(Masterpieces of American Literature)

“The Secret Integration” is the longest and most interesting of Pynchon’s early stories. Set in Mingeboro, a small town in the Berkshire Hills of western Massachusetts, it concerns a group of teenage boys who have hatched a plot to disrupt the adult community and eventually to assume control of the town themselves. At the time of the story they are preparing their second annual trial run, pretending to attack the school and considering what other steps they might take.

The four boys most deeply involved are Grover Snodd, a kind of genius, an inventor whose inventions rarely work but who has convinced his parents and the school board to let him leave the local school to study at the nearby college; Tim Santora, a typical teenager; Étienne Cherdlu, a compulsive joker (his name is a pun on the old printers’ fill-in line, etaoin shrdlu); and Carl Barrington, son of a black family that has just moved into a new housing development. The mothers of Grover and Tim make anonymous obscene phone calls to the Barringtons’ home, trying to force them to leave town.

The story depends on misdirection. The four boys seem to be cast in the mold of Booth Tarkington’s Penrod and Sam or Mark Twain’s Tom Sawyer—mischievous but good-hearted, involved in boys’ games that cannot harm anyone. (Tarkington was a twentieth century novelist who wrote about boys’ games in a small Indiana town; Twain was a nineteenth century American novelist, some of whose works dealt with boys’ adventures.) It seems to be merely a joke that one of their other...

(The entire section is 640 words.)


(Comprehensive Guide to Short Stories, Critical Edition)

“The Secret Integration” takes place among a group of children living in Mingeborough, a small but growing Berkshire community. Led by Grover Snodd, “a boy genius with flaws,” the group includes Tim Santora; Hogan Slothrop, at nine already a reformed alcoholic and a member of Alcoholics Anonymous (AA); Etienne Cherdlu, a notorious practical joker; and Carl Barrington, a child from a black family that has recently moved to town. In addition to dabbling with Grover’s experiments and listening to the radio that he has built, the children spend time exploring the abandoned Gilded Age mansions around the town and working on “Operation Spartacus,” the annual dry run for a projected anarchistic uprising.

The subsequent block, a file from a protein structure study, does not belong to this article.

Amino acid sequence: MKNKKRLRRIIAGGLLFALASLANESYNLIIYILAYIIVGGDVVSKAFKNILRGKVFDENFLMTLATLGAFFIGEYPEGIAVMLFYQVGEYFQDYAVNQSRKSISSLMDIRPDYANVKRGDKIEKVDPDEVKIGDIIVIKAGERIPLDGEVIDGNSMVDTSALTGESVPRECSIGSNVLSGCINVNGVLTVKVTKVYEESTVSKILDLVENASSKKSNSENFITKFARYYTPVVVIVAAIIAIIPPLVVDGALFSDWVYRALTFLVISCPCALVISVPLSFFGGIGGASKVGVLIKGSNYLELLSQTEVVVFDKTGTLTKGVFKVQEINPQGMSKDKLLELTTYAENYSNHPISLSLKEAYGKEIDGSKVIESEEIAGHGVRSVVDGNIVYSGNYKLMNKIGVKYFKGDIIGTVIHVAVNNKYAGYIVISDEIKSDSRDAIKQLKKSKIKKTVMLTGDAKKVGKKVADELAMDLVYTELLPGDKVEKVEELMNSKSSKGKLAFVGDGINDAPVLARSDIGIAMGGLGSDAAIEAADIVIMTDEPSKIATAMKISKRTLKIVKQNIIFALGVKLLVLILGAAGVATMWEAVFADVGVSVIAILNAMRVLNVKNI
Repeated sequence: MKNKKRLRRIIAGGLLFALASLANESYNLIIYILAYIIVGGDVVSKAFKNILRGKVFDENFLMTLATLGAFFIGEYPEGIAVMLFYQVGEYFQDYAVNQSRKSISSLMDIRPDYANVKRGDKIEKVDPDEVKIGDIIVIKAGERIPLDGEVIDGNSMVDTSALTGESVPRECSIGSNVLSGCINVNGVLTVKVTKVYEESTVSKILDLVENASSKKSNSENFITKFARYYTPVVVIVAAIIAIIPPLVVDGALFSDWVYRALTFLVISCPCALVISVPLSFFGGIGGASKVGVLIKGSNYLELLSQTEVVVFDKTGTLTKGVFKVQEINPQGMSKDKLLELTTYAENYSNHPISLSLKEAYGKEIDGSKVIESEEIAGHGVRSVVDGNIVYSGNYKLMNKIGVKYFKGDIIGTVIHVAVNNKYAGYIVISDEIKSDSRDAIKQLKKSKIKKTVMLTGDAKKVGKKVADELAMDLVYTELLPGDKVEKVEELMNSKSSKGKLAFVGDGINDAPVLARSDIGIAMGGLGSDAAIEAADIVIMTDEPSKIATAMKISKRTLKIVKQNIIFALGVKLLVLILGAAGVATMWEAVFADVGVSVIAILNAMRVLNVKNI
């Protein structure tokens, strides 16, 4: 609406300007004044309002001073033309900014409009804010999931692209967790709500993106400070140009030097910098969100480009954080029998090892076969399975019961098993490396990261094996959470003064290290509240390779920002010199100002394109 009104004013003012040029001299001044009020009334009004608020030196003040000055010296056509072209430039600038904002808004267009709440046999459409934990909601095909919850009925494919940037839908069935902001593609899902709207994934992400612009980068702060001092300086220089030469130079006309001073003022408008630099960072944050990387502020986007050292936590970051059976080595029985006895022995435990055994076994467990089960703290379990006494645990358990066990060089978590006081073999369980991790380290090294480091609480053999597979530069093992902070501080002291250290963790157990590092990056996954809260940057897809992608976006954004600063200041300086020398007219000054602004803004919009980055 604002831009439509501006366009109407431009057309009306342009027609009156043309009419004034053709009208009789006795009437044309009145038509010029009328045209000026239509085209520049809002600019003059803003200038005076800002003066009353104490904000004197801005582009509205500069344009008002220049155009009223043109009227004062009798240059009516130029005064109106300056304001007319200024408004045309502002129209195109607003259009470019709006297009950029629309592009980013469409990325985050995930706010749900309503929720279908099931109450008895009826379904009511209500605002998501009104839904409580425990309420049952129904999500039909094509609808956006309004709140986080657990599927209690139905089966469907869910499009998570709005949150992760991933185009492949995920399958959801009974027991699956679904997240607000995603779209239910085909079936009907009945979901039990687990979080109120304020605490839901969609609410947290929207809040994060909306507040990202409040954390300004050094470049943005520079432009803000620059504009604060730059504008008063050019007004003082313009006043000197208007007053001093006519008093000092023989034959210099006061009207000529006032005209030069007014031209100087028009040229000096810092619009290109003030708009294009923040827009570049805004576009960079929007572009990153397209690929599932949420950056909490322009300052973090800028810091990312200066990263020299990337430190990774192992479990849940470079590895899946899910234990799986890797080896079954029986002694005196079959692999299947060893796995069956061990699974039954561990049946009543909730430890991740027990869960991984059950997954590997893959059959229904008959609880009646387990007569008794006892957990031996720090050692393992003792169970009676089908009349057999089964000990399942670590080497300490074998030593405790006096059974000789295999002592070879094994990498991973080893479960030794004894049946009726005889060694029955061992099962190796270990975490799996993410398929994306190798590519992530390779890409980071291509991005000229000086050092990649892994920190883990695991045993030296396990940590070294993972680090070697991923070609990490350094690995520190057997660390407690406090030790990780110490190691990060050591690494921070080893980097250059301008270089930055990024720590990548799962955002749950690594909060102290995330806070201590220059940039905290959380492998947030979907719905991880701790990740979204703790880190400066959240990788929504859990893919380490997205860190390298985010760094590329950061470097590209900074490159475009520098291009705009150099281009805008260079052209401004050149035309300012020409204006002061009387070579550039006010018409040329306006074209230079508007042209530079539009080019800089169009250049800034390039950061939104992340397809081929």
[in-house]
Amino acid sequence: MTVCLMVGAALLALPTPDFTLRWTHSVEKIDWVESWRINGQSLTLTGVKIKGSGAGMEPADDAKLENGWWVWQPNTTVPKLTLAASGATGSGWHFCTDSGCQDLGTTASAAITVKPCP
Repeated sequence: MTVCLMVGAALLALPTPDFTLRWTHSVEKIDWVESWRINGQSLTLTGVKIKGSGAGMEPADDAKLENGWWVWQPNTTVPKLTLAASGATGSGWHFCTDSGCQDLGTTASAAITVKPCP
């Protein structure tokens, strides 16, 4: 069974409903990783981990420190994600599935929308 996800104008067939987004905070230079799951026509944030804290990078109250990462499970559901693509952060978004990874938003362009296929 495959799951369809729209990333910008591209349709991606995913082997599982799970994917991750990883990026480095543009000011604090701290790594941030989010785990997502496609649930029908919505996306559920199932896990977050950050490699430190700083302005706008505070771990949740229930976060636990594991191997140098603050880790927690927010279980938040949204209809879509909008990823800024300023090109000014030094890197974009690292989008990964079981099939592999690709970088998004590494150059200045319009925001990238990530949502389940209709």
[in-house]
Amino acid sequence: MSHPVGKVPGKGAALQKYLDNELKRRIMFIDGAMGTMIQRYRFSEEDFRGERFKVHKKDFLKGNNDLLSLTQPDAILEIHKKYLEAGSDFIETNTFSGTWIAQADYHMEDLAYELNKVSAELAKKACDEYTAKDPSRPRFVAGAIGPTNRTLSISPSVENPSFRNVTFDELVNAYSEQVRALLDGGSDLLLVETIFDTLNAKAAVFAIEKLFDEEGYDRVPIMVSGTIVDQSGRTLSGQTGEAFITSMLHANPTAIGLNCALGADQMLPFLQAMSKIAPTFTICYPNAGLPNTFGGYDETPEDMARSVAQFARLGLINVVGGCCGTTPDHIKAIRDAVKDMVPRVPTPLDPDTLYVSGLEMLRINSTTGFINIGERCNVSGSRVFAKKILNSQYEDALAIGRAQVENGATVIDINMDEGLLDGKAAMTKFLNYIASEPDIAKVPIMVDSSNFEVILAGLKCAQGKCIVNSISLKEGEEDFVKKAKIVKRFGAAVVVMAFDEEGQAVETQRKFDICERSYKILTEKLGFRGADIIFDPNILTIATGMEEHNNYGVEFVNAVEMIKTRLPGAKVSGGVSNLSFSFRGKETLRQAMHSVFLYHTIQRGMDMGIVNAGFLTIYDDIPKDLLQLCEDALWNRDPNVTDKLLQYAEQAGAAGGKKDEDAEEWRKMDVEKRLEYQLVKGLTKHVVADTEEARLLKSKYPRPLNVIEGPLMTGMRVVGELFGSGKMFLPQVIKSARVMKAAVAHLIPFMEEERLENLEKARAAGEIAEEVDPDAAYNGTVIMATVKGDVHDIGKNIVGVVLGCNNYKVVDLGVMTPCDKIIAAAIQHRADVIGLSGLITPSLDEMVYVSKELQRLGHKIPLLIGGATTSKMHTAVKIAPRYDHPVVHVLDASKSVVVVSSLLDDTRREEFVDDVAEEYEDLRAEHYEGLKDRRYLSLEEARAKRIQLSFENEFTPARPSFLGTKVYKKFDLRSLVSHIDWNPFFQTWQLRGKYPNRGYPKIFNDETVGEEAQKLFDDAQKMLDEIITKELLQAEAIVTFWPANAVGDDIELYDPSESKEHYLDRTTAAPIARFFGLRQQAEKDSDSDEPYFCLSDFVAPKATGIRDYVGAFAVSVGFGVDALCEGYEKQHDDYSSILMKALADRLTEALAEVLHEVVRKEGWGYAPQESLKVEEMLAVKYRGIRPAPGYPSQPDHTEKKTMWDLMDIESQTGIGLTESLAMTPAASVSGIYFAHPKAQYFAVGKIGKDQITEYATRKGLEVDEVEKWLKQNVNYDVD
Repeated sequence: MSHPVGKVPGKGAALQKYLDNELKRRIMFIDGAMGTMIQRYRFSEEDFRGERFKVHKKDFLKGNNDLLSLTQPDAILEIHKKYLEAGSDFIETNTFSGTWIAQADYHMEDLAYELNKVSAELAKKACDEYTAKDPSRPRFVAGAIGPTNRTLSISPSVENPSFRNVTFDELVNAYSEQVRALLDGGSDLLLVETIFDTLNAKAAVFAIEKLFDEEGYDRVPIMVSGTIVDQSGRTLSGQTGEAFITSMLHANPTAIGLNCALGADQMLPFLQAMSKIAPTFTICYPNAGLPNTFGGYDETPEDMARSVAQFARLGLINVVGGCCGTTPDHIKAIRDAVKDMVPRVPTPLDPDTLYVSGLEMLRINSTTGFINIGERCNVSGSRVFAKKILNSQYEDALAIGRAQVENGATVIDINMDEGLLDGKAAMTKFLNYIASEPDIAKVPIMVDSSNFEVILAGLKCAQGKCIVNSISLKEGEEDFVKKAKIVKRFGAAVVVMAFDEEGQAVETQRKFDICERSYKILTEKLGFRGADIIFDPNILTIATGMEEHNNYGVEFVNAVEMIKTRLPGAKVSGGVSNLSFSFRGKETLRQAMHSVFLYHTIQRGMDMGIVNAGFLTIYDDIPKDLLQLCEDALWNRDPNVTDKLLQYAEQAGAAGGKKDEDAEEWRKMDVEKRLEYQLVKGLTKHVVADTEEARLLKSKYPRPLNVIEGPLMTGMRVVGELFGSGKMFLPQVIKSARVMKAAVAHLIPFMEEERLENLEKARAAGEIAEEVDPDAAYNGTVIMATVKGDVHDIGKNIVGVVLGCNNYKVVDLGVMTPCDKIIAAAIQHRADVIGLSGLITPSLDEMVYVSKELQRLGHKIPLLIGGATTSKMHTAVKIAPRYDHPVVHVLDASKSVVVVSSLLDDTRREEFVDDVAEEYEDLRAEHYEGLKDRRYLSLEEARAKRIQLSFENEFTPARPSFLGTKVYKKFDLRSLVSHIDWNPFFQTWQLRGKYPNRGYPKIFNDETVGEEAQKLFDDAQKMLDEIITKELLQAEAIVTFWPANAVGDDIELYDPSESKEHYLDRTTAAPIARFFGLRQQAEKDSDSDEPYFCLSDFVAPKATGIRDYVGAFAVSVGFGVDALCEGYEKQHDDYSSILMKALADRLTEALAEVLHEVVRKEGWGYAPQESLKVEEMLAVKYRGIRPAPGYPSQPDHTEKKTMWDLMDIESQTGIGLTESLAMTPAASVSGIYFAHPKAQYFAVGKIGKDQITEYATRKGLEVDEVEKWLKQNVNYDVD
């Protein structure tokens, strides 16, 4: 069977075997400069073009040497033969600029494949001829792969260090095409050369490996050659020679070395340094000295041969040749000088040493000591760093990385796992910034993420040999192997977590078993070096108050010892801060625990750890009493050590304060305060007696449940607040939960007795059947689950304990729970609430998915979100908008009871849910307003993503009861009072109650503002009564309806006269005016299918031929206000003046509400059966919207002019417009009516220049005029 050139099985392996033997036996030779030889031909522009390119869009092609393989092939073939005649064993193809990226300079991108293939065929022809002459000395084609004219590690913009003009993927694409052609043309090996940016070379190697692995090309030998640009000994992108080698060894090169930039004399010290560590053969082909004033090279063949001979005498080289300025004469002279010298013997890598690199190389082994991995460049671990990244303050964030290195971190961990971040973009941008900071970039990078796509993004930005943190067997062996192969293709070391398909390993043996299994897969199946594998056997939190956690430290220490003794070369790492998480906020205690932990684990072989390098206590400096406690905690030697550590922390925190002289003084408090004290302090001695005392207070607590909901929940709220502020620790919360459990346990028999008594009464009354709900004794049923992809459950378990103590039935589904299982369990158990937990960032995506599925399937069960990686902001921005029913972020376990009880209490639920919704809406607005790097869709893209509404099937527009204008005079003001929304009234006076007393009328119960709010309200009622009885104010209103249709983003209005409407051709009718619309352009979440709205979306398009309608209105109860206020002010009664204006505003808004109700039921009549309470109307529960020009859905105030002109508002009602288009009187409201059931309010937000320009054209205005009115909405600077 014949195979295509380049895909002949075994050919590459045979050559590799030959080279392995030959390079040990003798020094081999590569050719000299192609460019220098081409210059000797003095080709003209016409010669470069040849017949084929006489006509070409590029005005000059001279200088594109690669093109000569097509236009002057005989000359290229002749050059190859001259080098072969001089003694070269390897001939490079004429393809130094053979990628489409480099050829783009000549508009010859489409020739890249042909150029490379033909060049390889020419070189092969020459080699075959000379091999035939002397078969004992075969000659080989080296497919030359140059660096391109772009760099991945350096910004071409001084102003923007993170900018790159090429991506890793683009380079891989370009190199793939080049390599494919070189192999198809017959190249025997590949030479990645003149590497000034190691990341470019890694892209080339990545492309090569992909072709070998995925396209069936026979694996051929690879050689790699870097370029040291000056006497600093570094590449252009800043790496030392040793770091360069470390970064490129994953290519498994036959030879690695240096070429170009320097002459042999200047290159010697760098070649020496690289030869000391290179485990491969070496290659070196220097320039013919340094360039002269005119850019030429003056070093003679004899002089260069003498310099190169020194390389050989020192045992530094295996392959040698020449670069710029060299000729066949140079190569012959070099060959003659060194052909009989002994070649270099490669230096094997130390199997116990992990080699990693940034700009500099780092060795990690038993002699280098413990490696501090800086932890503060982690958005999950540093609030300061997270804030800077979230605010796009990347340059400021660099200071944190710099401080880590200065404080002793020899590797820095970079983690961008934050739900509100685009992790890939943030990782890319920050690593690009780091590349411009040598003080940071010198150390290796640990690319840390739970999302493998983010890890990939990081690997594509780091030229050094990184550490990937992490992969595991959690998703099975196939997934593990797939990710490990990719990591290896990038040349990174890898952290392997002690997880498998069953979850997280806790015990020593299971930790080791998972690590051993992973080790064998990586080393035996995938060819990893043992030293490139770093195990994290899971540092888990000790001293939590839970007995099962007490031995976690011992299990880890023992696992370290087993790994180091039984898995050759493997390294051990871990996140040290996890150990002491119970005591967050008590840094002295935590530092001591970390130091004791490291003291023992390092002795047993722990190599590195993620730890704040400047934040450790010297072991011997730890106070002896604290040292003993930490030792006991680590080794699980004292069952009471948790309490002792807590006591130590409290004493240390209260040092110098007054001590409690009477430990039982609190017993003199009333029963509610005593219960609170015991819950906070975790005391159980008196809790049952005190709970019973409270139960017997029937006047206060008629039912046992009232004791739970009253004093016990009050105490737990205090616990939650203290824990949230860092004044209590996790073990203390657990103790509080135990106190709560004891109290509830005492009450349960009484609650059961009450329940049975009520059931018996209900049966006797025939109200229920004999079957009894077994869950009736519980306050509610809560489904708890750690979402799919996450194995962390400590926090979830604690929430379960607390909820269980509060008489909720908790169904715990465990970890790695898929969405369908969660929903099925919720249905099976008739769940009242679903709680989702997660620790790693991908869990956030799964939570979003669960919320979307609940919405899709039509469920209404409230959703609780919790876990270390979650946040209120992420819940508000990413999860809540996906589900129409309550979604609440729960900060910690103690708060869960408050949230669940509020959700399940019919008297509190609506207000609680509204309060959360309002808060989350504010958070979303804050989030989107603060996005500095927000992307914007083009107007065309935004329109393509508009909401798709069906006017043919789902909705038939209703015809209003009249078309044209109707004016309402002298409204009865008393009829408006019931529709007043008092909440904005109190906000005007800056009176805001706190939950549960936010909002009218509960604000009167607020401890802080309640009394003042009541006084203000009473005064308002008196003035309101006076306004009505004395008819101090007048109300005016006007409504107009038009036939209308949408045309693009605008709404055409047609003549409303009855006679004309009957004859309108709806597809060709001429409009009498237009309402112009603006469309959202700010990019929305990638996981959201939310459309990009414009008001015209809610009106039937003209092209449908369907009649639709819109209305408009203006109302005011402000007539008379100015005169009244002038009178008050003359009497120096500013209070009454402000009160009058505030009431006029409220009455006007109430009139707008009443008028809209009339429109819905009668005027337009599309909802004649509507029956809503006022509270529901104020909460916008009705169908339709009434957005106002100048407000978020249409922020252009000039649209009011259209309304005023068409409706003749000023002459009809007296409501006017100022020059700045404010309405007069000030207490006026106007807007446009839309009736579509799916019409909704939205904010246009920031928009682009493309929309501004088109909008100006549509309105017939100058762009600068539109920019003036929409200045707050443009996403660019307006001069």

The children of Berkshire find their projects disturbed, though, by two events. One, which takes place a year before the second, occurs when Hogan is called by AA to sit with Mr. McAfee, a black musician passing through town. Although Mr. McAfee recognizes that Hogan has been sent as a joke by white men who do not want to help a black man, the boy and his friends do their best. They sit through the night with the musician, listening to his anecdotes and trying to reach his girlfriend on the telephone. Eventually, though, the police come and take McAfee away. The children never learn what has happened to him, but they retaliate by staging a raid on the local train at night, using green lights and masks and costumes to scare the passengers .


(The entire section is 418 words.)